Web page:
Northern India Photo Journal Part 1: Delhi

I had the opportunity to spend most of December 2018 in India – a long time dream of mine, I jumped when the opportunity presented itself. I traveled for three weeks, visiting parts of northern India, southern India, and then western India. I took a rickshaw ride through Old Delhi, block printed shirts in Hyderabad, and went to my best friend’s wedding in Gujarat. It was the trip of a lifetime and yet I’m already plotting to get back. 

My trip started in Northern India and the colors and smells and food were overwhelming in the best way. There is so much to do and the number one recommendation I can give is: always have on you what you need to feel independent (e.g. food, water, camera), even if you have a dedicated driver.  It offers flexibility and the possibility of spontaneity, something that is always a positive in this magical place; India is all in a single time zone but we heard a number of jokes from our friends about “India Standard Time” which is usually 1-2 hours slower than whatever your watch might read (e.g. “The party starts at 8pm” means that the party might start by 10pm.)  Have coins that are INR 10-20, for times when you need to tip the woman at the washroom or replenish your water (just in case!). December is the time of year when farmers are burning their crop residue which creates pollution. This article discusses Delhi’s pollution and highlights a researcher who is using the crop residue to grow mushrooms! We didn’t let that slow us down and respirator masks we packed from home accompanied us on particularly hazy days.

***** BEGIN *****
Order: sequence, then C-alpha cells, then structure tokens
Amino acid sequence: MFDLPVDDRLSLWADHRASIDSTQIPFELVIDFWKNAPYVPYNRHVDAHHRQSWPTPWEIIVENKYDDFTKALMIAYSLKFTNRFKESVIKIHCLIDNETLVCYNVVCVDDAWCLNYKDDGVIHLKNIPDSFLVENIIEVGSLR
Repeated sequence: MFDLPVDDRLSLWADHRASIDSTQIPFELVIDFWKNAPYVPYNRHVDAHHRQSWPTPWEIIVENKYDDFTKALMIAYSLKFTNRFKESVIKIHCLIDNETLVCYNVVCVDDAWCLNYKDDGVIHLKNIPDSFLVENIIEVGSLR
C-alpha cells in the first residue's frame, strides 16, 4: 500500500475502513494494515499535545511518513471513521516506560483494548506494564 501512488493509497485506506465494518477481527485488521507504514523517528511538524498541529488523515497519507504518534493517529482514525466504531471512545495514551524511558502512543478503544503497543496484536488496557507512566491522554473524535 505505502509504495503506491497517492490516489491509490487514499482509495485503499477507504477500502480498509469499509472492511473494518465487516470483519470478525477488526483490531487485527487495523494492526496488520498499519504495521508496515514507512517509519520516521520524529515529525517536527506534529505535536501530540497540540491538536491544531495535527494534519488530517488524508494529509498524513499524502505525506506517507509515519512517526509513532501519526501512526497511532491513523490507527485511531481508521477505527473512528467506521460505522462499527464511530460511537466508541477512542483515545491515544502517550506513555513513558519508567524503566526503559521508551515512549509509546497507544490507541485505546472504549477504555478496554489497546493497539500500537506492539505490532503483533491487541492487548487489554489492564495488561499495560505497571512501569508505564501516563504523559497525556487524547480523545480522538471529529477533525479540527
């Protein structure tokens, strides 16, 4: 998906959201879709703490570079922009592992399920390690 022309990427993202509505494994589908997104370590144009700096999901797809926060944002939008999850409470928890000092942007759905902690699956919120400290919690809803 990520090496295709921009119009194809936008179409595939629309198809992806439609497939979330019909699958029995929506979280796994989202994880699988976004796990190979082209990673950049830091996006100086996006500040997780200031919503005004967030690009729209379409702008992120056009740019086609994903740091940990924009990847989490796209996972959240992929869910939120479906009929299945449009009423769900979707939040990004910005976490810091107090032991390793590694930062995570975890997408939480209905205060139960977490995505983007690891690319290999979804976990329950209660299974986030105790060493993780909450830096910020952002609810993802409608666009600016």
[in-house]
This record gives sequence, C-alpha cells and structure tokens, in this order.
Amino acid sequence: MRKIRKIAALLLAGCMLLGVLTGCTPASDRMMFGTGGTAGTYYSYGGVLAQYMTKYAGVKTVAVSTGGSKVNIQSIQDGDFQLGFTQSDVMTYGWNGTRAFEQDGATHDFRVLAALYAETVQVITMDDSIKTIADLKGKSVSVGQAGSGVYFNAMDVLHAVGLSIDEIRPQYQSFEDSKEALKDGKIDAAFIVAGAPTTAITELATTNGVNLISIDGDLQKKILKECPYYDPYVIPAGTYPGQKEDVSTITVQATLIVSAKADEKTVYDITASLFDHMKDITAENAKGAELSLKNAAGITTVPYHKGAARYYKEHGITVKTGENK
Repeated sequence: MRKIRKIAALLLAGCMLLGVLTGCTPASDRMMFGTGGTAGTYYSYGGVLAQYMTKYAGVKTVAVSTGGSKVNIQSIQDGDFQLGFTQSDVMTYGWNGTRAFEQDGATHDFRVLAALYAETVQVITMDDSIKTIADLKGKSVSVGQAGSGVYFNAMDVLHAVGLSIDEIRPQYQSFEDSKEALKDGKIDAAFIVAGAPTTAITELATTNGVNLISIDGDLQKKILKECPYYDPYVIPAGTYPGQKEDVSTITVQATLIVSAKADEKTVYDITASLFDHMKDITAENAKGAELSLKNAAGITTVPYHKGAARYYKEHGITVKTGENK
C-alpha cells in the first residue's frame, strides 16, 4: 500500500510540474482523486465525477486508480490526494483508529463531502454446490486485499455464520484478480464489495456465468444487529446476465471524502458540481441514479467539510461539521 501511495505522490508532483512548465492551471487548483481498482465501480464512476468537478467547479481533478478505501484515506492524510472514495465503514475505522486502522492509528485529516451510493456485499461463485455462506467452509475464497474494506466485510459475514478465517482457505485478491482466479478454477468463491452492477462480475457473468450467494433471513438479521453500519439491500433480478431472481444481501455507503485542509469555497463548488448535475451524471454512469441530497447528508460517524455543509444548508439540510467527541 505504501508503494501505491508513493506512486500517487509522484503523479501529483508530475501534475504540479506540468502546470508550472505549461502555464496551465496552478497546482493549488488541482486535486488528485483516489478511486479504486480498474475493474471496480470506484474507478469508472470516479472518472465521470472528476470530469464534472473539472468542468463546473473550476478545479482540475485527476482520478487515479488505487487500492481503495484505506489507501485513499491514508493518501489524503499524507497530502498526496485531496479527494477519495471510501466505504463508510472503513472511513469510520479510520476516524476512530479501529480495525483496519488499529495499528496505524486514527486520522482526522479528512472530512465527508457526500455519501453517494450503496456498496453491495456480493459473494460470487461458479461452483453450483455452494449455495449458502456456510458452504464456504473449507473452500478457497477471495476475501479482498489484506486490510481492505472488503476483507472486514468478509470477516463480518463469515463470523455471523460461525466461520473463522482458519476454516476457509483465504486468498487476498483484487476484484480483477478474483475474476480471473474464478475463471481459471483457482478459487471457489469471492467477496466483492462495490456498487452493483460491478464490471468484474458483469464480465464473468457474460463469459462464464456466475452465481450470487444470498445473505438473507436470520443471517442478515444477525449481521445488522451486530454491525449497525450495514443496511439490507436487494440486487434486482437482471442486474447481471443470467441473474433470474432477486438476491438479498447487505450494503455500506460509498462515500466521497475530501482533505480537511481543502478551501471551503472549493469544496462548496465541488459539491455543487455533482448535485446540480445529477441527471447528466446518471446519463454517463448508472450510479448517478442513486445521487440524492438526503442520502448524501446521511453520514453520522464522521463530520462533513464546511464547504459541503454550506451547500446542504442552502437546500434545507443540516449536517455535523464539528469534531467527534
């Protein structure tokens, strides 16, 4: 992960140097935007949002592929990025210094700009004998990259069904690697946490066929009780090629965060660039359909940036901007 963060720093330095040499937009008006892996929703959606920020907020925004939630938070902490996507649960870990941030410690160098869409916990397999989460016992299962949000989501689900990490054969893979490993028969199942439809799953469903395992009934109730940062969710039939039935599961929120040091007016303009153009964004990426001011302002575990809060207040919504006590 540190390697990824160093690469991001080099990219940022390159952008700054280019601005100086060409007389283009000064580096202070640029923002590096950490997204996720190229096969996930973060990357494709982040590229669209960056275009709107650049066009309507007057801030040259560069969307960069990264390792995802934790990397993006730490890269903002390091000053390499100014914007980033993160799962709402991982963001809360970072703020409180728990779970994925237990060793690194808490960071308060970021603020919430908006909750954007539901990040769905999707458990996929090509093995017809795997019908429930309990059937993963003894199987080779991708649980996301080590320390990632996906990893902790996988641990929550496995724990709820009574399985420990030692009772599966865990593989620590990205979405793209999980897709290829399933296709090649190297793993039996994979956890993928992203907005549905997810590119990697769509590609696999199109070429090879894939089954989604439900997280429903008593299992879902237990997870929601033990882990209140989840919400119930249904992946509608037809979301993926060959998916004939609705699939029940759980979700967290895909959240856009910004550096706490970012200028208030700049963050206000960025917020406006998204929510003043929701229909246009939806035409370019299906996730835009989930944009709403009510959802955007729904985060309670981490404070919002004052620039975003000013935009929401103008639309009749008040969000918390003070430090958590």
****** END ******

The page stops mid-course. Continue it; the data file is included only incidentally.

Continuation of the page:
Day 1

After a long flight, I met up with my mom at the airport in Delhi, who was flying in at the same time from O’Hare, and we went through customs together. We picked up cash at the ATM* and then rendezvoused with our driver. (*I recommend taking rupees with you or using every opportunity to stop at an ATM. Most have withdrawal limits of approximately $100 USD and sometimes there is less than that available.) We got to our hotel at around 5pm and ate an early dinner before crashing into bed.

Day 2

Our first day exploring Delhi started at the President’s Palace, or Rashtrapati Bhavan, which is the largest home of any head of state in the world. This area of Delhi must have the most orderly traffic of any place in India and feels very similar to Washington DC. Unless you’re touring the inside of the complex, this stop does not require getting out of the car. 

Gandhi’s Smriti

Our second stop was to the house where Gandhi was living on the day that he was assassinated. This was a somber visit, but I liked doing this at the very beginning of our trip because it created context for other parts of Gandhi’s life when we saw significant landmarks throughout India. It was also in this place where I first discovered and fell in love with the Indian textile khadi. Typically made of cotton, the hand-spun quintessentially Indian fabric was promoted by Gandhi, making khadi a symbol of independence during the swadeshi movement, when he suggested Indians boycott foreign made cloth.